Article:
Top 5 Common Problems with a Boat Outboard
Outboards are a great asset to any boat. Apart from being fuel-efficient, their easy-to-maintain and repair features are highlights while choosing the engine.
Regardless of its reputation as easy to fix, things could take a turn for the worse if you are adrift with a boat full of tired and panicky passengers.
Are you a new boater? Or an experienced guy who knows his crescent from the Allen wrench from the set? In the first scenario, although google can help you understand your hitch, professional help is highly recommended while dealing with the issues.
Considering you are handy with the tools, here are some tips on recognizing the reason behind your boat’s abrupt misbehaviour.
1. Out of Gas
It might sound basic, but the number one reason for boaters getting stranded is running out of gas. Miscalculations regarding the distance or a faulty gauge are the main culprit behind it.
When in doubt, go for “Rule of the thirds”! Are you puzzled? The rule is to use a third of the gas for the trip. And another third for the return and one-third as a reserve for just in case.
2. Starting Trouble
Turning the key only to receive pin drop silence is heart-breaking, especially when you are all set to embark on that well derived day out.
You could be looking at a low or dead battery, wet spark plug, starter problem or even electrical failures, so first things first, check the kill switch and make sure the shifter is in neutral.
It could be a loose connection, in which case going around the dash and tightening up a few screws could do the trick.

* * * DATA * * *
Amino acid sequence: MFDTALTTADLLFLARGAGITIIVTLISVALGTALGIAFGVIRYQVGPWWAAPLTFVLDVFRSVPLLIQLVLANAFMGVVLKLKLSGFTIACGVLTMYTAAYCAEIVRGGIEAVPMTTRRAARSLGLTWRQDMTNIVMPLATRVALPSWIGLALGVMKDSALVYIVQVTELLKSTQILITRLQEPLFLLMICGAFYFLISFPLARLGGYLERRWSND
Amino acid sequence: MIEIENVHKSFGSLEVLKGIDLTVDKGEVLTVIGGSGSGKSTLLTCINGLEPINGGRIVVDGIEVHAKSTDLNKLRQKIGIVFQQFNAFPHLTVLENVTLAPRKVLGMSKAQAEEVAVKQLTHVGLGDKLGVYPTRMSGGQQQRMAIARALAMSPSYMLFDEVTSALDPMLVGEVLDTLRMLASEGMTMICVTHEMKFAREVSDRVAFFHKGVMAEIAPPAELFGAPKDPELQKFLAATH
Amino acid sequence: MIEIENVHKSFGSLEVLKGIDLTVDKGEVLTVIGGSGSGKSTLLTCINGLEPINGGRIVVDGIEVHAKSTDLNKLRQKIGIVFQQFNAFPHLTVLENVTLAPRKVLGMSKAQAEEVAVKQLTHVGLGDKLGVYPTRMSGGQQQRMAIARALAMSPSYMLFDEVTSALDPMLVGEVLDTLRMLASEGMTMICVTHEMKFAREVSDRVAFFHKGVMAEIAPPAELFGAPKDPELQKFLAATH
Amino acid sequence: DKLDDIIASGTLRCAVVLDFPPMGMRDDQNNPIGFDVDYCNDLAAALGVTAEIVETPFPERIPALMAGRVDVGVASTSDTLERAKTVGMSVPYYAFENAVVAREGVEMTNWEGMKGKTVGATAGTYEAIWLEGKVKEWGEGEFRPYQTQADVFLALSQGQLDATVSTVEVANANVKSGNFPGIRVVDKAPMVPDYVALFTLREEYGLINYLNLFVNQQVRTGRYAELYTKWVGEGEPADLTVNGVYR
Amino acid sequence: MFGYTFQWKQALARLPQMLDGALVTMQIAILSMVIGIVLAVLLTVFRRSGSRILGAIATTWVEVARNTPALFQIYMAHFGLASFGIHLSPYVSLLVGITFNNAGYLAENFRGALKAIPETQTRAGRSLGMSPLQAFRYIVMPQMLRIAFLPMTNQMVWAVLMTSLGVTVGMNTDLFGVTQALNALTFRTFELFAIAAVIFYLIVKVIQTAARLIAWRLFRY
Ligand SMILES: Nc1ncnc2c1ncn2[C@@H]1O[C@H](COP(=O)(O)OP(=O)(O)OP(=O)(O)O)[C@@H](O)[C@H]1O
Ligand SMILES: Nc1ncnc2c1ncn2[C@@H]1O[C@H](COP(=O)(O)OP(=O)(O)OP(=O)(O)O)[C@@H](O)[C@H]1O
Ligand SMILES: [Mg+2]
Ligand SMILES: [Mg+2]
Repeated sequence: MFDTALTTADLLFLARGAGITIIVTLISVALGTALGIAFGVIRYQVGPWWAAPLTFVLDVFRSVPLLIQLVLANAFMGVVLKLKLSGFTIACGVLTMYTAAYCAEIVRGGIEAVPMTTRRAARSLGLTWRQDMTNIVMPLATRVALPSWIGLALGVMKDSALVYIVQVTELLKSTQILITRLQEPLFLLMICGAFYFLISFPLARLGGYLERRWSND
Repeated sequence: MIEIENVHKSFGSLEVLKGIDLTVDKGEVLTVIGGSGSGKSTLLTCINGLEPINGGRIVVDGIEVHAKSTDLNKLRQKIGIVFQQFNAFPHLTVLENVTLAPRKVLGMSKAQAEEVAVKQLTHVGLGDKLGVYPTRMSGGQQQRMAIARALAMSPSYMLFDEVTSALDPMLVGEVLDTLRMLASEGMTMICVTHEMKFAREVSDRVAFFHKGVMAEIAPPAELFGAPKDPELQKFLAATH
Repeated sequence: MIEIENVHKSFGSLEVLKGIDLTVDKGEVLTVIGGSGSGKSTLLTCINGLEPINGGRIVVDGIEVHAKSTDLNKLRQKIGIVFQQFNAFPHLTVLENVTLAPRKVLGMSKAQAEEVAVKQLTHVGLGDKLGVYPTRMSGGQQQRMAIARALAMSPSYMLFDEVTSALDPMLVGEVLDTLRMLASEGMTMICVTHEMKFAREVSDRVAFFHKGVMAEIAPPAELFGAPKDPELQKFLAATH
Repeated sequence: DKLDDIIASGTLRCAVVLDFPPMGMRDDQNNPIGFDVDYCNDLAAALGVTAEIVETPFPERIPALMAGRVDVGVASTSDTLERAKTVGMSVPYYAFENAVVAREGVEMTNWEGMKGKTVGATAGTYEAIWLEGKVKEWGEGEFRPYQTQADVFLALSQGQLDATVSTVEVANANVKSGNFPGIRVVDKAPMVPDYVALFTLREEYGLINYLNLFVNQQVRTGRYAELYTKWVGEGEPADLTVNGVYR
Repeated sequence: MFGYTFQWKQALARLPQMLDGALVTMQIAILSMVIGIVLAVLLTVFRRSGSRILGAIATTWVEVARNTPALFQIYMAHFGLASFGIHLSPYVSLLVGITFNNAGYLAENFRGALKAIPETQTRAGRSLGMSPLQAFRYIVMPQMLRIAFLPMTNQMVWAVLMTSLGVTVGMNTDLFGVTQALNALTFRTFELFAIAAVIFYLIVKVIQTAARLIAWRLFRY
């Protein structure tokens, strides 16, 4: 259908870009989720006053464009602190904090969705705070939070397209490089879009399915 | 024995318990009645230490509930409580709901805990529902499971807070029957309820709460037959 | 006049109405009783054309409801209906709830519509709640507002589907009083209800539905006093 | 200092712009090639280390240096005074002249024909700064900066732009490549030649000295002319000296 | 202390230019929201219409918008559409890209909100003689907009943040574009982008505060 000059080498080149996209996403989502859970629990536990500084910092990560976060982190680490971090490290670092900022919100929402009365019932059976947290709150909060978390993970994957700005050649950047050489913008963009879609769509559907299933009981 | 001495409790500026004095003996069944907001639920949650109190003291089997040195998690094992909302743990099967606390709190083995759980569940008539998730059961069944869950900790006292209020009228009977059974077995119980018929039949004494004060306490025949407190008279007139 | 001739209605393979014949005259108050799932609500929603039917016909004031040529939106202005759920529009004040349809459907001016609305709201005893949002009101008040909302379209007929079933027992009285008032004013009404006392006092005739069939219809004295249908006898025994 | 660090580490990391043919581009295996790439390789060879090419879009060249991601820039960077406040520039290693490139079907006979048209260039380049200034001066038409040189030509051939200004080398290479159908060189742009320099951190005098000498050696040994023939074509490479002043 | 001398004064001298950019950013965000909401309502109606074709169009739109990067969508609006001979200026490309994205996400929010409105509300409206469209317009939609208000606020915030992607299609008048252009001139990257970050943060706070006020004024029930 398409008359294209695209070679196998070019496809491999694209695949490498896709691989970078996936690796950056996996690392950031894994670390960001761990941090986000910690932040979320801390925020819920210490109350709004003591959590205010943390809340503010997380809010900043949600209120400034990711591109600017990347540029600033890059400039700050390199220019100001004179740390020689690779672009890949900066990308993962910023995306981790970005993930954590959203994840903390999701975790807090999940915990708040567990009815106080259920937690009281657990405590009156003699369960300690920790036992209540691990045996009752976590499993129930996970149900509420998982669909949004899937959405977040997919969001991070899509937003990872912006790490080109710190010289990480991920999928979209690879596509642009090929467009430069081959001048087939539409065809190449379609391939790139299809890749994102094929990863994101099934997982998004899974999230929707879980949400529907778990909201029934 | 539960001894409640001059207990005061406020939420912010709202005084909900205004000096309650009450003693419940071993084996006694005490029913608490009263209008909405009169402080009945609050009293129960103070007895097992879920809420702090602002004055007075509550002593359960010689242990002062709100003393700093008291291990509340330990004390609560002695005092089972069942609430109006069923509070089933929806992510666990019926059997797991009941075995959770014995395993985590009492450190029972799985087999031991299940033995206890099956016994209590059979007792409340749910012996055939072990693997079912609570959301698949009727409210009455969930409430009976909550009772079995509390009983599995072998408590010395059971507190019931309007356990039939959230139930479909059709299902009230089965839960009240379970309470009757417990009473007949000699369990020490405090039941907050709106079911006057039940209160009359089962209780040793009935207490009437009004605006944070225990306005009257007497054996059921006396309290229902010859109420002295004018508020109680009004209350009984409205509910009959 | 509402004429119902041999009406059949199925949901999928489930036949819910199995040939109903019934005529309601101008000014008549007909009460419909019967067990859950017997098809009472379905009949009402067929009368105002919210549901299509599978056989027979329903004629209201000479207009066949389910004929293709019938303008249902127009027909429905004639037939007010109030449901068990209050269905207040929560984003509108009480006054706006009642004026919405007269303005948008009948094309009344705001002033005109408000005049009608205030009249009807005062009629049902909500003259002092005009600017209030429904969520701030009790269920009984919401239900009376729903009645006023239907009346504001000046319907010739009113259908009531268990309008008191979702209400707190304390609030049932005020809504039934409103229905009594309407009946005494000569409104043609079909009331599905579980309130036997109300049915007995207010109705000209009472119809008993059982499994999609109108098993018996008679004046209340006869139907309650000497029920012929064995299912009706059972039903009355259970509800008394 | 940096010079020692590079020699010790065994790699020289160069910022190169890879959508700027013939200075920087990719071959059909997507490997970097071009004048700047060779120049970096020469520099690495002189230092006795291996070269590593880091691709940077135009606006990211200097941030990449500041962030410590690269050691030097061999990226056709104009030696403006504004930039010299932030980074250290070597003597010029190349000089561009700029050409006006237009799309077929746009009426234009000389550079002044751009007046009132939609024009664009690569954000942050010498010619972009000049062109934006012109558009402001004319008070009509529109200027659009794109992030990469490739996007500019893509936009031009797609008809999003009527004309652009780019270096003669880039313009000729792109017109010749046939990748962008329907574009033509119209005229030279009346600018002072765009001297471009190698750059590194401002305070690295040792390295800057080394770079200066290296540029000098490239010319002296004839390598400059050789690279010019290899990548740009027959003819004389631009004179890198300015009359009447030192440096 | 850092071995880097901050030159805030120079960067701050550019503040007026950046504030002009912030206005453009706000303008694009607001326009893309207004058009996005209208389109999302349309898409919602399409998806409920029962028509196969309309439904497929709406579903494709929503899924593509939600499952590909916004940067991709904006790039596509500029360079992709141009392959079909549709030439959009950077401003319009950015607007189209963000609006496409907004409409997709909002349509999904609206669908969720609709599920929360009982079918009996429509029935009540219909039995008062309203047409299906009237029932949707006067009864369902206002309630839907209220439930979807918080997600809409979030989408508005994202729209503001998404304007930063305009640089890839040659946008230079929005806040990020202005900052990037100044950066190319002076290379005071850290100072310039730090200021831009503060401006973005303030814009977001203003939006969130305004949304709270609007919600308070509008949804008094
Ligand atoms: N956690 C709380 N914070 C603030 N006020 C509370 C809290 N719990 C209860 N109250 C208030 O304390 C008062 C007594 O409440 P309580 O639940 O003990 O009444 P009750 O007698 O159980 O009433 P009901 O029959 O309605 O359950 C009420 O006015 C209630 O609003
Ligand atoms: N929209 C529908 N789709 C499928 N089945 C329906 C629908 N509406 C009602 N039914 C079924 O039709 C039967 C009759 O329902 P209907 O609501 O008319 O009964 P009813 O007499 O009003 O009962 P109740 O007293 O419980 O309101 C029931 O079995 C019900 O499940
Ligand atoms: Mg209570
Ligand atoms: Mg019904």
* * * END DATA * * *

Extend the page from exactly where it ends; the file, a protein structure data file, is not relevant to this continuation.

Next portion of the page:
If your starter is groaning but not firing up, it could be a case of a dead battery. Having a battery charger at hand could come to your rescue.
3. Sputter, Stutter and Stop
Are you sensing a power loss in your engine? Check your fuel gauge and rule out number 1( out of gas) before you delve further into it. A clogged filter could be the reason for it, remove and clean the debris and accumulated water. Vent out the engine properly before restarting to avoid a total blowout.
Leaving the gas tank near empty for a long duration is frowned upon in the boating community. While in storage for an extended period, fill up the tank and use a fuel stabilizer to avoid condensation or spoilage.
Stopping in the middle of nowhere with a sudden jerk could be the worst nightmare for even veteran boaters. Examine the ignition switch, lanyard, breakers and fuses for a preliminary check. If you are lucky, it might be an unexpected trip that can be rectified manually.
In case of corrosion in the wire ends or an ignition chip on an EFI engine, DIY hacks could be dangerous and calling for help as fast as possible is highly advised.
Brands like Mercury Outboards offer excellent corrosion resistance in engines, and switching to a high-power engine can no doubt reduce the fallouts.
4. Overheating the Engine
Another issue that you can avoid is periodic clean-up and caution. Unlike in your automobile, your boat does not have a coolant. It uses the water it’s floating on for the same.
So keep your gauge weed-free to allow ample water flow and make sure to service and replace the impeller based on its functionality.
5. Propeller Problems
Engine vibrations are never a good sign while onboard, the common cause being propeller damage or obstruction. Weeds and plastic floating in the water often tangle up with the propeller, resulting in a loose or partially damaged propeller.
As wise men say,” better safe than sorry.” Knowing these outboard issues won’t make you qualified to repair by yourself but helps give a general idea about what might be wrong and how to tackle it quickly. For more severe cases that you can’t deal with your wrench, check with professionals or assistance.
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